I realise the graphics are pants. I am not, have never been, and on current evidence will never be able to master Javascript as relevant to so I have given up in disgust and you'll just have to make do. It is possible that they may improve as the month goes on but they may well not. Sorry.

I may well get into quite a lot of trouble with this as I have filched all the clues from other people's blogs. I'm hoping you'll all take it in the spirit in which it's meant - i.e. as a way of sharing with people the gardening blogs I've enjoyed this year and hopefully getting lots of people to come visit your blog. I will, at the end if not before, make sure that when the answers are given they include a link to the blogs concerned. I would have linked the pictures except that that I think that requires Javascript, so I refer you to the apology above.

If you really, really object to my using material in this way just get in touch with me (post or you can find my email via my profile) and I will change the clue and grovel even more abjectly.

4. Well, quite near to the top if you don't count Matthew 'Darcy' Wilson. And Cleve West's thighs.

Thursday, November 26, 2009

Rays of sunshine

Feast your eyes on these. Don't they just make you feel warm to the tips of your toes?

They're the marigolds left over from a summer of tomato-growing in my greenhouse. I confess, contrary to anything they tell you to do in the textbooks, I didn't bother pulling up my tomatoes at the end of the season and just left them in the greenhouse to wait until I got around to clearing them up. In the meantime, the marigolds have taken over, growing tall and lusty and generally flourishing until they're filling the whole space with glowing, warm orange and amber.

The funny thing is, I haven't done a thing to help them out. I haven't watered them, fed them, dead-headed them or in any way paid them any attention since about August. And they love it: they're flowering their little hearts out. What's more, they're ridiculously healthy - not a hint of mildew, just big, hefty, happy plants.

Next year I shall try to remember just how drought-tolerant marigolds are. And that sometimes, leaving things well alone is much the best way to garden.

Monday, November 23, 2009


There's one thing they don't tell you about gardening before you start: you only find out once you're well and truly hooked and it's too late. It can be, and almost always is, excruciatingly painful.

Most of the time it's true that we all spend our time wafting about in floaty Laura Ashley dresses and floppy hats (except, in public at least, if we happen to be male gardeners) with trugs overflowing with floral bouquets on our arms exclaiming over plant combinations and quoting poetry at each other.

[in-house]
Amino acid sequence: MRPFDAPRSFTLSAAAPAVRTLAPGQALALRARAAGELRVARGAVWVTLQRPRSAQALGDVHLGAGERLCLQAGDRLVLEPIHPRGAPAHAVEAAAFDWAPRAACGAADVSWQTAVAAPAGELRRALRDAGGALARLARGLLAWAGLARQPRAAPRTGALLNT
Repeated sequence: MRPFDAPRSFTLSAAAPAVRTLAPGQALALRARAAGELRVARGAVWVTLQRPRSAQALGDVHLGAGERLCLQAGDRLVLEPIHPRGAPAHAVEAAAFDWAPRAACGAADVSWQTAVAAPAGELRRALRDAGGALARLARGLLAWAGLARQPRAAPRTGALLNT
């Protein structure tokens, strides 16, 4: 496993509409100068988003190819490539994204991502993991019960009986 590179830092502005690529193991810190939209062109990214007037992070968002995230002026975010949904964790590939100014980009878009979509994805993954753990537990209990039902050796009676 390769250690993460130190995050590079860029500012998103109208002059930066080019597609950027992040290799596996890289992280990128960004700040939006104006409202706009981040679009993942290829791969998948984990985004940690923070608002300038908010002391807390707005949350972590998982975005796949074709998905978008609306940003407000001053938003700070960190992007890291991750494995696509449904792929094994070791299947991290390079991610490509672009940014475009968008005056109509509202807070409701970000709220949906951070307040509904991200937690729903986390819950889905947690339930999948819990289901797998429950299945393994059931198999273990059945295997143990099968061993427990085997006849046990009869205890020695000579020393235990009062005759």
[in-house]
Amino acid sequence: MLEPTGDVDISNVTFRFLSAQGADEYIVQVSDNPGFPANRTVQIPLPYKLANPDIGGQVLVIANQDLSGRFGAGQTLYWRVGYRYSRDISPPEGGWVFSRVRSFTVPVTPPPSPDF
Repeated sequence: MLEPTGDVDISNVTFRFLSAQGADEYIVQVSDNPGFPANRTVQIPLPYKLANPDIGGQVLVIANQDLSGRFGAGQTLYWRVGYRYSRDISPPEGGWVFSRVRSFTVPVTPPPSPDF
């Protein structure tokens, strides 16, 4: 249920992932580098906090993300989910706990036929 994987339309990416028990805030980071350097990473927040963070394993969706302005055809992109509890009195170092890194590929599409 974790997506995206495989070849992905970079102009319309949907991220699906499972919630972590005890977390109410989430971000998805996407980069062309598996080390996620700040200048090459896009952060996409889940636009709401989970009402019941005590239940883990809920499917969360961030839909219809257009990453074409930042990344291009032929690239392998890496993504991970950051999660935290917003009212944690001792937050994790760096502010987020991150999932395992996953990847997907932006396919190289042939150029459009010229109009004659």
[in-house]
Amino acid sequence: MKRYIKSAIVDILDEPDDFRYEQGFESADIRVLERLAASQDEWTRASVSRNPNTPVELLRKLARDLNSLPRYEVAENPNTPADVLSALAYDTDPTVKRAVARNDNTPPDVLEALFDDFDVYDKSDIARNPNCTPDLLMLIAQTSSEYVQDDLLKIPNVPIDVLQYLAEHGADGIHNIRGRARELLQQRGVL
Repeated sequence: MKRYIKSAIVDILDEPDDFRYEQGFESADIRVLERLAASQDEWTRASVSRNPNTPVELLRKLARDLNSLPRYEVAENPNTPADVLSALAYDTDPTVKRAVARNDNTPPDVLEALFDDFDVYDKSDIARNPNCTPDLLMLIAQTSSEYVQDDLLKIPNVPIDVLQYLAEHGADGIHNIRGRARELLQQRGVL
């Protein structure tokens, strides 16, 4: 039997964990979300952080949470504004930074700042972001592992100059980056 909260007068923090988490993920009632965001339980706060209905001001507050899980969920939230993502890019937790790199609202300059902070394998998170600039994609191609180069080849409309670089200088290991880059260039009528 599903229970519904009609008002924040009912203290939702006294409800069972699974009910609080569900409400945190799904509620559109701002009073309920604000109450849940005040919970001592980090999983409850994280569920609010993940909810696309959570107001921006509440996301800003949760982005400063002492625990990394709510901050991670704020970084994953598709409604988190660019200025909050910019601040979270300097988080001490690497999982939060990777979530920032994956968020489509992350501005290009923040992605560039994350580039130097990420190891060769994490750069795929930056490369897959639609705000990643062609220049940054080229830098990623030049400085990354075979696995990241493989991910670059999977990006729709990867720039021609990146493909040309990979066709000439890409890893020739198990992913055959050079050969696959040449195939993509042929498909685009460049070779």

But it is also undeniably true that I'm almost always bleeding, bruised or aching - sometimes all three - from some gardening-related wound or other.

At the moment it's a blister. And not just any blister: a huge gobstopper of a blister, right slap bang in the middle of my left palm.

Now for any normal person, this would be an odd place to have a blister. On the curve of your thumb, maybe, if you'd been, say, rowing or painting a ceiling; or if you were a particularly keen letter-writer you might develop a carbuncle on your top middle finger joint just where the pen rests. But in the middle of your palm?

Seasoned gardeners will know all about this pecularly November-related affliction, and will probably sympathise. I've been planting tulip bulbs. Hundreds of them (well, 350, to be exact, which isn't a lot by some people's standards but is quite enough by mine). And that spot where the end of the trowel rests as you gouge a 4" hole in the earth over and over again is, you guessed it, right in the middle of your palm.

I've been planting my tulips in bursts so when the central-palm blister got just too painful I decided to transfer over to my hand-held bulb planter, not usually my favoured option as I find it a bit heavy-duty for my purposes, but at least its sturdy wooden handle would lie across the 20p-sized wound on my palm in, I hoped, a soothingly non-abrasive way.

I didn't reckon on the action the sides of the bulb planter would have on each side of my hand where I twisted it into the ground. I now have two more blisters to match: one on the outside of my palm, just where your clenched fist would rest on the table; and the other just on that fleshy bit between thumb and forefinger.

I have to return to my bulb-planting tomorrow for one last push: I'm seriously considering attaching a spike to my foot. But then I'll end up with blisters on the soles of my feet, too.

I won't mention the rose thorns semi-permanently embedded in my fingers (I've lost some of them - where do they go, do you think?) or the barbed-wire lacerations which stripe my arms from January to March and again from about July until September (pruning season). I've even found berberis thorns sticking out of my head. And that's not even counting the sundry rashes, broken nails, skinned knuckles, stone-bruised knees, groaning backs or aching shoulders I've sustained in the course of pursuing the gentle art of growing things.